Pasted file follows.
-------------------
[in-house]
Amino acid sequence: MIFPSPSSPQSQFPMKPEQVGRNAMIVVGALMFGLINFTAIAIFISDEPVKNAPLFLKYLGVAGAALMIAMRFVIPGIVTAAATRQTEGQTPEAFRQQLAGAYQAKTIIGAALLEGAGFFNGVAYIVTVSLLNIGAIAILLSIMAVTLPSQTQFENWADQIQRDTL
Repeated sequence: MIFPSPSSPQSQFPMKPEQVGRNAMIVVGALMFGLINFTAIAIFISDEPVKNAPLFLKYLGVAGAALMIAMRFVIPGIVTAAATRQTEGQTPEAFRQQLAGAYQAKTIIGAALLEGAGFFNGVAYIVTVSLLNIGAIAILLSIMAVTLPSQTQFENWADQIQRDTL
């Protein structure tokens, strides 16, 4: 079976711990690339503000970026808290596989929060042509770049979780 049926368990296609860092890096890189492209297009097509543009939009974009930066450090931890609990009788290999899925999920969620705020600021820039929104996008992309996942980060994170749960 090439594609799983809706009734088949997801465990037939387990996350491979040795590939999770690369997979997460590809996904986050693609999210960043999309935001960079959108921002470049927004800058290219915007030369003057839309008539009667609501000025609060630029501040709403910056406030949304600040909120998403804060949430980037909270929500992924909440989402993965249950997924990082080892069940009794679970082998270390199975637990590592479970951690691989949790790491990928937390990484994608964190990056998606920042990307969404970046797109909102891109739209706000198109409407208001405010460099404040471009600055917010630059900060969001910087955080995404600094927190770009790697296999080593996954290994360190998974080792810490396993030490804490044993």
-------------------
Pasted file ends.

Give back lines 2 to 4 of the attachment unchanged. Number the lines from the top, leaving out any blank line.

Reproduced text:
Amino acid sequence: MIFPSPSSPQSQFPMKPEQVGRNAMIVVGALMFGLINFTAIAIFISDEPVKNAPLFLKYLGVAGAALMIAMRFVIPGIVTAAATRQTEGQTPEAFRQQLAGAYQAKTIIGAALLEGAGFFNGVAYIVTVSLLNIGAIAILLSIMAVTLPSQTQFENWADQIQRDTL
Repeated sequence: MIFPSPSSPQSQFPMKPEQVGRNAMIVVGALMFGLINFTAIAIFISDEPVKNAPLFLKYLGVAGAALMIAMRFVIPGIVTAAATRQTEGQTPEAFRQQLAGAYQAKTIIGAALLEGAGFFNGVAYIVTVSLLNIGAIAILLSIMAVTLPSQTQFENWADQIQRDTL
């Protein structure tokens, strides 16, 4: 079976711990690339503000970026808290596989929060042509770049979780 049926368990296609860092890096890189492209297009097509543009939009974009930066450090931890609990009788290999899925999920969620705020600021820039929104996008992309996942980060994170749960 090439594609799983809706009734088949997801465990037939387990996350491979040795590939999770690369997979997460590809996904986050693609999210960043999309935001960079959108921002470049927004800058290219915007030369003057839309008539009667609501000025609060630029501040709403910056406030949304600040909120998403804060949430980037909270929500992924909440989402993965249950997924990082080892069940009794679970082998270390199975637990590592479970951690691989949790790491990928937390990484994608964190990056998606920042990307969404970046797109909102891109739209706000198109409407208001405010460099404040471009600055917010630059900060969001910087955080995404600094927190770009790697296999080593996954290994360190998974080792810490396993030490804490044993």